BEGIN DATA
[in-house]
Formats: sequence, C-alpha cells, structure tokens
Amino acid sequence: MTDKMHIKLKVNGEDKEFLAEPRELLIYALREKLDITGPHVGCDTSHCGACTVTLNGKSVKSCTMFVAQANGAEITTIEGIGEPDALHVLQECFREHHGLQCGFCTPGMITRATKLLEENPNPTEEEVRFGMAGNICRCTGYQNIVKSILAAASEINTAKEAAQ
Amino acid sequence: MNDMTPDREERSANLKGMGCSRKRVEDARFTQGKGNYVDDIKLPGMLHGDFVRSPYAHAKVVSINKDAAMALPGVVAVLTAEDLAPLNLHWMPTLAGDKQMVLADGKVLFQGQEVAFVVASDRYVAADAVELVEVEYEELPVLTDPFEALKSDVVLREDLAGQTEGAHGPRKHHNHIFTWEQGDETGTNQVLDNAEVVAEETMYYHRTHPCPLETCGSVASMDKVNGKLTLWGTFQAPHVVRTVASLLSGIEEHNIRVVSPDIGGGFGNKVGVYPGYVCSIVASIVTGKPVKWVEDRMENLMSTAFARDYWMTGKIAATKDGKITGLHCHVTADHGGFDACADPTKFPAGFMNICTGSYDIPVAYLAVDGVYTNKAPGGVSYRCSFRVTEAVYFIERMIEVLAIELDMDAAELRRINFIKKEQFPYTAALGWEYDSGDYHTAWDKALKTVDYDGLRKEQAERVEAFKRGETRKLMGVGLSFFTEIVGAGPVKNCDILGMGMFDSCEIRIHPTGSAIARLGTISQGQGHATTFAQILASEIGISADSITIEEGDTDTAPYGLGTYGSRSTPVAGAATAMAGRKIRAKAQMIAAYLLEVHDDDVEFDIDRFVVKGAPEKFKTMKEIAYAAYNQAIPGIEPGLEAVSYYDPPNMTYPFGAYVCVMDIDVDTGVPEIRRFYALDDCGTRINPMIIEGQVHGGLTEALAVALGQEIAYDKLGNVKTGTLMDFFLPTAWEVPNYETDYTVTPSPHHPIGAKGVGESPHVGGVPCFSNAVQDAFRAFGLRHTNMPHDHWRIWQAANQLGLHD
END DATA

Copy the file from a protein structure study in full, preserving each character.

[in-house]
Formats: sequence, C-alpha cells, structure tokens
Amino acid sequence: MTDKMHIKLKVNGEDKEFLAEPRELLIYALREKLDITGPHVGCDTSHCGACTVTLNGKSVKSCTMFVAQANGAEITTIEGIGEPDALHVLQECFREHHGLQCGFCTPGMITRATKLLEENPNPTEEEVRFGMAGNICRCTGYQNIVKSILAAASEINTAKEAAQ
Amino acid sequence: MNDMTPDREERSANLKGMGCSRKRVEDARFTQGKGNYVDDIKLPGMLHGDFVRSPYAHAKVVSINKDAAMALPGVVAVLTAEDLAPLNLHWMPTLAGDKQMVLADGKVLFQGQEVAFVVASDRYVAADAVELVEVEYEELPVLTDPFEALKSDVVLREDLAGQTEGAHGPRKHHNHIFTWEQGDETGTNQVLDNAEVVAEETMYYHRTHPCPLETCGSVASMDKVNGKLTLWGTFQAPHVVRTVASLLSGIEEHNIRVVSPDIGGGFGNKVGVYPGYVCSIVASIVTGKPVKWVEDRMENLMSTAFARDYWMTGKIAATKDGKITGLHCHVTADHGGFDACADPTKFPAGFMNICTGSYDIPVAYLAVDGVYTNKAPGGVSYRCSFRVTEAVYFIERMIEVLAIELDMDAAELRRINFIKKEQFPYTAALGWEYDSGDYHTAWDKALKTVDYDGLRKEQAERVEAFKRGETRKLMGVGLSFFTEIVGAGPVKNCDILGMGMFDSCEIRIHPTGSAIARLGTISQGQGHATTFAQILASEIGISADSITIEEGDTDTAPYGLGTYGSRSTPVAGAATAMAGRKIRAKAQMIAAYLLEVHDDDVEFDIDRFVVKGAPEKFKTMKEIAYAAYNQAIPGIEPGLEAVSYYDPPNMTYPFGAYVCVMDIDVDTGVPEIRRFYALDDCGTRINPMIIEGQVHGGLTEALAVALGQEIAYDKLGNVKTGTLMDFFLPTAWEVPNYETDYTVTPSPHHPIGAKGVGESPHVGGVPCFSNAVQDAFRAFGLRHTNMPHDHWRIWQAANQLGLHD